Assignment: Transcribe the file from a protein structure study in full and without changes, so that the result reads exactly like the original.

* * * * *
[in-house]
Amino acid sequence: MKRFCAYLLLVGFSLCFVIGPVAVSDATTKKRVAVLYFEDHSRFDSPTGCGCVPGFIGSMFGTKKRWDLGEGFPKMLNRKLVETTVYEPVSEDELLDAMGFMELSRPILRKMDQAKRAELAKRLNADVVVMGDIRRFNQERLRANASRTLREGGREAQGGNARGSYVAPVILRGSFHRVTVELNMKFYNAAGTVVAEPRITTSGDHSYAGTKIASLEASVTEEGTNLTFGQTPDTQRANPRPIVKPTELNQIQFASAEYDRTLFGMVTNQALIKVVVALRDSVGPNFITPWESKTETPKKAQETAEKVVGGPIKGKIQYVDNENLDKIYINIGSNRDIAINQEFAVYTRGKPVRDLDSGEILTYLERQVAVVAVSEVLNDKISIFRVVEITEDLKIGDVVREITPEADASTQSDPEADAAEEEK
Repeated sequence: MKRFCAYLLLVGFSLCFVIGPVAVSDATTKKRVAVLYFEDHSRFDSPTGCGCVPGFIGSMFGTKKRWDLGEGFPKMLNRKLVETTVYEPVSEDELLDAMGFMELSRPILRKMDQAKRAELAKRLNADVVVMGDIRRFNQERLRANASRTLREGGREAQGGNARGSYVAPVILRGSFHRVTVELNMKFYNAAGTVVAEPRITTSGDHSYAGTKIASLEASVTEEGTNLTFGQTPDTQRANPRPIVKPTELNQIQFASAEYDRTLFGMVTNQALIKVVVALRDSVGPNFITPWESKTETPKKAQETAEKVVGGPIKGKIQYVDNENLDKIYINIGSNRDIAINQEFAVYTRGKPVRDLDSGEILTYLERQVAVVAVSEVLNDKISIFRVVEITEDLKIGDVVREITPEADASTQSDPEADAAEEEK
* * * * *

[in-house]
Amino acid sequence: MKRFCAYLLLVGFSLCFVIGPVAVSDATTKKRVAVLYFEDHSRFDSPTGCGCVPGFIGSMFGTKKRWDLGEGFPKMLNRKLVETTVYEPVSEDELLDAMGFMELSRPILRKMDQAKRAELAKRLNADVVVMGDIRRFNQERLRANASRTLREGGREAQGGNARGSYVAPVILRGSFHRVTVELNMKFYNAAGTVVAEPRITTSGDHSYAGTKIASLEASVTEEGTNLTFGQTPDTQRANPRPIVKPTELNQIQFASAEYDRTLFGMVTNQALIKVVVALRDSVGPNFITPWESKTETPKKAQETAEKVVGGPIKGKIQYVDNENLDKIYINIGSNRDIAINQEFAVYTRGKPVRDLDSGEILTYLERQVAVVAVSEVLNDKISIFRVVEITEDLKIGDVVREITPEADASTQSDPEADAAEEEK
Repeated sequence: MKRFCAYLLLVGFSLCFVIGPVAVSDATTKKRVAVLYFEDHSRFDSPTGCGCVPGFIGSMFGTKKRWDLGEGFPKMLNRKLVETTVYEPVSEDELLDAMGFMELSRPILRKMDQAKRAELAKRLNADVVVMGDIRRFNQERLRANASRTLREGGREAQGGNARGSYVAPVILRGSFHRVTVELNMKFYNAAGTVVAEPRITTSGDHSYAGTKIASLEASVTEEGTNLTFGQTPDTQRANPRPIVKPTELNQIQFASAEYDRTLFGMVTNQALIKVVVALRDSVGPNFITPWESKTETPKKAQETAEKVVGGPIKGKIQYVDNENLDKIYINIGSNRDIAINQEFAVYTRGKPVRDLDSGEILTYLERQVAVVAVSEVLNDKISIFRVVEITEDLKIGDVVREITPEADASTQSDPEADAAEEEK